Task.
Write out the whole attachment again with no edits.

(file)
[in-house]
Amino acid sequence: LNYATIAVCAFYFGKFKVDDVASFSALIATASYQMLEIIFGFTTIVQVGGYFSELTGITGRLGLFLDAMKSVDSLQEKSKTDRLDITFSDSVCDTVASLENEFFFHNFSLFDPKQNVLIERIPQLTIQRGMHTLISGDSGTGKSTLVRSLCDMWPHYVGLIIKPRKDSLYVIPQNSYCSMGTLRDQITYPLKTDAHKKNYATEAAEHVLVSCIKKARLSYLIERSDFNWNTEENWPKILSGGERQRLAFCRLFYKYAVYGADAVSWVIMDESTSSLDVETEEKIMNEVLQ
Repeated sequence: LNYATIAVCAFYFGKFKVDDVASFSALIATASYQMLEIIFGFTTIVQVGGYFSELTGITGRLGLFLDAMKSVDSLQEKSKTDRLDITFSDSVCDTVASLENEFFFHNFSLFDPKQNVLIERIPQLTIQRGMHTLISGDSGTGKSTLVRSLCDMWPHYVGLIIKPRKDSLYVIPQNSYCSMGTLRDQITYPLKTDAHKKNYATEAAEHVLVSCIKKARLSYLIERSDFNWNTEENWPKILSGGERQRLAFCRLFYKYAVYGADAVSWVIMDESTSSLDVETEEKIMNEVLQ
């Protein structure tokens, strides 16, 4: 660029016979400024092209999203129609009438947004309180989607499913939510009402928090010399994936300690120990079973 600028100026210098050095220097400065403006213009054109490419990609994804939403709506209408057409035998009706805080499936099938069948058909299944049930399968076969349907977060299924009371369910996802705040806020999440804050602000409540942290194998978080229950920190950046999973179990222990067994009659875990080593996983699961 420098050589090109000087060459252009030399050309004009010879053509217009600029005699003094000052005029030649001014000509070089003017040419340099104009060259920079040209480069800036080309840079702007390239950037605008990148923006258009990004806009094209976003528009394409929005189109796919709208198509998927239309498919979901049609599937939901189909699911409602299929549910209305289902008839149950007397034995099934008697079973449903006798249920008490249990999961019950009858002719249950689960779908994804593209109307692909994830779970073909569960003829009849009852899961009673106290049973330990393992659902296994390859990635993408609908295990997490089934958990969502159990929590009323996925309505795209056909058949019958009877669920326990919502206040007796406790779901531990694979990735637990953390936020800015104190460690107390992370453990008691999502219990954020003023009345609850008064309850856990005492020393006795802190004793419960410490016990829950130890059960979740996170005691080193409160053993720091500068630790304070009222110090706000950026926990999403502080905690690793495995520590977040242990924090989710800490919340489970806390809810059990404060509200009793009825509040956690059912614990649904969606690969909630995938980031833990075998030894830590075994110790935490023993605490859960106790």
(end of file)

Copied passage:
[in-house]
Amino acid sequence: LNYATIAVCAFYFGKFKVDDVASFSALIATASYQMLEIIFGFTTIVQVGGYFSELTGITGRLGLFLDAMKSVDSLQEKSKTDRLDITFSDSVCDTVASLENEFFFHNFSLFDPKQNVLIERIPQLTIQRGMHTLISGDSGTGKSTLVRSLCDMWPHYVGLIIKPRKDSLYVIPQNSYCSMGTLRDQITYPLKTDAHKKNYATEAAEHVLVSCIKKARLSYLIERSDFNWNTEENWPKILSGGERQRLAFCRLFYKYAVYGADAVSWVIMDESTSSLDVETEEKIMNEVLQ
Repeated sequence: LNYATIAVCAFYFGKFKVDDVASFSALIATASYQMLEIIFGFTTIVQVGGYFSELTGITGRLGLFLDAMKSVDSLQEKSKTDRLDITFSDSVCDTVASLENEFFFHNFSLFDPKQNVLIERIPQLTIQRGMHTLISGDSGTGKSTLVRSLCDMWPHYVGLIIKPRKDSLYVIPQNSYCSMGTLRDQITYPLKTDAHKKNYATEAAEHVLVSCIKKARLSYLIERSDFNWNTEENWPKILSGGERQRLAFCRLFYKYAVYGADAVSWVIMDESTSSLDVETEEKIMNEVLQ
């Protein structure tokens, strides 16, 4: 660029016979400024092209999203129609009438947004309180989607499913939510009402928090010399994936300690120990079973 600028100026210098050095220097400065403006213009054109490419990609994804939403709506209408057409035998009706805080499936099938069948058909299944049930399968076969349907977060299924009371369910996802705040806020999440804050602000409540942290194998978080229950920190950046999973179990222990067994009659875990080593996983699961 420098050589090109000087060459252009030399050309004009010879053509217009600029005699003094000052005029030649001014000509070089003017040419340099104009060259920079040209480069800036080309840079702007390239950037605008990148923006258009990004806009094209976003528009394409929005189109796919709208198509998927239309498919979901049609599937939901189909699911409602299929549910209305289902008839149950007397034995099934008697079973449903006798249920008490249990999961019950009858002719249950689960779908994804593209109307692909994830779970073909569960003829009849009852899961009673106290049973330990393992659902296994390859990635993408609908295990997490089934958990969502159990929590009323996925309505795209056909058949019958009877669920326990919502206040007796406790779901531990694979990735637990953390936020800015104190460690107390992370453990008691999502219990954020003023009345609850008064309850856990005492020393006795802190004793419960410490016990829950130890059960979740996170005691080193409160053993720091500068630790304070009222110090706000950026926990999403502080905690690793495995520590977040242990924090989710800490919340489970806390809810059990404060509200009793009825509040956690059912614990649904969606690969909630995938980031833990075998030894830590075994110790935490023993605490859960106790």